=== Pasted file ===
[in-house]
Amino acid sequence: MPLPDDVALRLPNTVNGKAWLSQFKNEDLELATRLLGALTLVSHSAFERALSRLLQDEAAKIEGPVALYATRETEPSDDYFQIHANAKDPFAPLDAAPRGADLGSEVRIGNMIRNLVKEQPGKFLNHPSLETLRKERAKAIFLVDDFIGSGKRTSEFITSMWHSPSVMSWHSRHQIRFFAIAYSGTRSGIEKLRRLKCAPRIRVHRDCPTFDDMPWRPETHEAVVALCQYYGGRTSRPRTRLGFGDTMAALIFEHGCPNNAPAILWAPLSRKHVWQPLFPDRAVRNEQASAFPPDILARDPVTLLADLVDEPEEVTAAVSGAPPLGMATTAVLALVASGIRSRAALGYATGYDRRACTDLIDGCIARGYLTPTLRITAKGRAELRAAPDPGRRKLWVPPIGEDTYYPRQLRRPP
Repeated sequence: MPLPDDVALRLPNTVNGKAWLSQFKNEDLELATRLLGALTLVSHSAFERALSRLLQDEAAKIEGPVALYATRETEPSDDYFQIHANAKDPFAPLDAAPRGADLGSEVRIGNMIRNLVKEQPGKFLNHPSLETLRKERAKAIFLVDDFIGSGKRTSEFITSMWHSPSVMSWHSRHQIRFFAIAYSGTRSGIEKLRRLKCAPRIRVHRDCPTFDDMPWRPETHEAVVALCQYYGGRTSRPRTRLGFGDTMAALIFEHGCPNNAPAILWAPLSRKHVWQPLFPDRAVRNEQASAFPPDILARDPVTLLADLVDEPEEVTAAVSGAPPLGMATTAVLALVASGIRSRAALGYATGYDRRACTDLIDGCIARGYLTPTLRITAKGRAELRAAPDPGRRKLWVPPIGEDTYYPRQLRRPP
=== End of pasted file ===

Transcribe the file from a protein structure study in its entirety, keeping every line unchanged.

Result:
[in-house]
Amino acid sequence: MPLPDDVALRLPNTVNGKAWLSQFKNEDLELATRLLGALTLVSHSAFERALSRLLQDEAAKIEGPVALYATRETEPSDDYFQIHANAKDPFAPLDAAPRGADLGSEVRIGNMIRNLVKEQPGKFLNHPSLETLRKERAKAIFLVDDFIGSGKRTSEFITSMWHSPSVMSWHSRHQIRFFAIAYSGTRSGIEKLRRLKCAPRIRVHRDCPTFDDMPWRPETHEAVVALCQYYGGRTSRPRTRLGFGDTMAALIFEHGCPNNAPAILWAPLSRKHVWQPLFPDRAVRNEQASAFPPDILARDPVTLLADLVDEPEEVTAAVSGAPPLGMATTAVLALVASGIRSRAALGYATGYDRRACTDLIDGCIARGYLTPTLRITAKGRAELRAAPDPGRRKLWVPPIGEDTYYPRQLRRPP
Repeated sequence: MPLPDDVALRLPNTVNGKAWLSQFKNEDLELATRLLGALTLVSHSAFERALSRLLQDEAAKIEGPVALYATRETEPSDDYFQIHANAKDPFAPLDAAPRGADLGSEVRIGNMIRNLVKEQPGKFLNHPSLETLRKERAKAIFLVDDFIGSGKRTSEFITSMWHSPSVMSWHSRHQIRFFAIAYSGTRSGIEKLRRLKCAPRIRVHRDCPTFDDMPWRPETHEAVVALCQYYGGRTSRPRTRLGFGDTMAALIFEHGCPNNAPAILWAPLSRKHVWQPLFPDRAVRNEQASAFPPDILARDPVTLLADLVDEPEEVTAAVSGAPPLGMATTAVLALVASGIRSRAALGYATGYDRRACTDLIDGCIARGYLTPTLRITAKGRAELRAAPDPGRRKLWVPPIGEDTYYPRQLRRPP